Washington Governor Chris Gregoire is expected to sign a bill into law today that expands a domestic partnership law to grant gay and lesbian couples all the rights and benefits that the state offers married couples except the name, reports The News Tribune.

The Democratic-controlled House passed the bill, dubbed the “everything but marriage bill” by the media, in April along a mostly party-line vote of 62 to 35 after nearly two hours of debate. Senators approved the bill in March with a 30 to 18 vote.

Gregoire, a Democrat who assumed office in 2005, signed the original 2006 domestic partnership law and two previous expansions.

“Our state is one that thrives on diversity,” Gregoire said in a statement after the House vote. “We have to respect and protect all of the families that make up our communities.”

The bill was sponsored by openly gay Senator Ed Murray, a Seattle Democrat who sponsored the state's domestic partnership law in 2007, while openly gay Rep. Jamie Pedersen, a Seattle Democrat, sponsored the measure in the House.

Washington state lawmakers defined marriage as an institution between a man and a woman when it banned gay marriage in 1998. In 2006, the Washington Supreme Court upheld the constitutionality of the law.

Last year, lawmakers successfully passed a bill that greatly expanded the partnership protections, moving from only 11 rights to over 170. The 110-page bill expands benefits further to include all remaining areas previously only granted to heterosexual married couples.

Opponents announced an attempt to repeal the bill in November, even before it has become law. An effort one gay marriage foe is calling unwinnable.

Gary Randall, president of the Faith and Freedom Network, says his group filed Referendum 71 because the new bill is too close to marriage and violates the law.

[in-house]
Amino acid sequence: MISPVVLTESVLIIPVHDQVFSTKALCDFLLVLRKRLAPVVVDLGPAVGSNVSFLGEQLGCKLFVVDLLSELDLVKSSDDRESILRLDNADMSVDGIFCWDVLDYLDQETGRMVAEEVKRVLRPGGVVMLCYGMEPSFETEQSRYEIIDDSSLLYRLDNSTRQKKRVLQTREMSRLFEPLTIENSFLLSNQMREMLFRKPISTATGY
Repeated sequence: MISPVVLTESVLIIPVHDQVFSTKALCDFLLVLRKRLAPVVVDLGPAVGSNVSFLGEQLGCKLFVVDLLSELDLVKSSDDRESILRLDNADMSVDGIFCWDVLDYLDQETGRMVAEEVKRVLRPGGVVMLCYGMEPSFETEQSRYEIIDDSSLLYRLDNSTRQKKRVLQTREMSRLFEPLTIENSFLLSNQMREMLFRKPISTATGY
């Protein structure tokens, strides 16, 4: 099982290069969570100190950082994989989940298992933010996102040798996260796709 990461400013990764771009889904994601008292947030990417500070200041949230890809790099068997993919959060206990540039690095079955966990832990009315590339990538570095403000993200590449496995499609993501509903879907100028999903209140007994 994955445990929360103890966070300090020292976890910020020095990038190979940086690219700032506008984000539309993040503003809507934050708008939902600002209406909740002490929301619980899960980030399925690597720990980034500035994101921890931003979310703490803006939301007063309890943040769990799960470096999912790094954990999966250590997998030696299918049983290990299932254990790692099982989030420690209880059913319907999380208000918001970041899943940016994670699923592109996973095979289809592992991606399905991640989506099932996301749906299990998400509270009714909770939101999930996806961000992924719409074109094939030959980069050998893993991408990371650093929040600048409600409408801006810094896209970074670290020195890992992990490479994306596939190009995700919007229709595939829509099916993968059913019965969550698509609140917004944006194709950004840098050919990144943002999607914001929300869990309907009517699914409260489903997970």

“The bill ... elevates homosexual relationships to that of traditional marriage, thus eliminating any legal difference between domestic partnerships and marriage,” Randall wrote in a blog entry posted on the group's website.

“I do not believe a majority [of] Washingtonians believe in homosexual marriage, nor do they want to become a national attraction for homosexuals from other states and countries,” he adds.

But at least one gay marriage opponent is staying out of the fight, arguing that opponents should be organizing for an imminent gay marriage battle.

“Why fight a battle you can't win? It will cause you to lose a war you can win,” Joseph Fuiten, a Bothell pastor who is leader of Positive Christian Agenda, told the paper. “It will undermine our position when it comes to fighting the marriage battle.”

Backers of Referendum 71 have until July 25 to gather more than 120,500 valid voter signatures to qualify for the November ballot. A process that cannot begin until after the bill becomes law. If the measure qualifies for the ballot, the law would be delayed until after the results of the November election are known.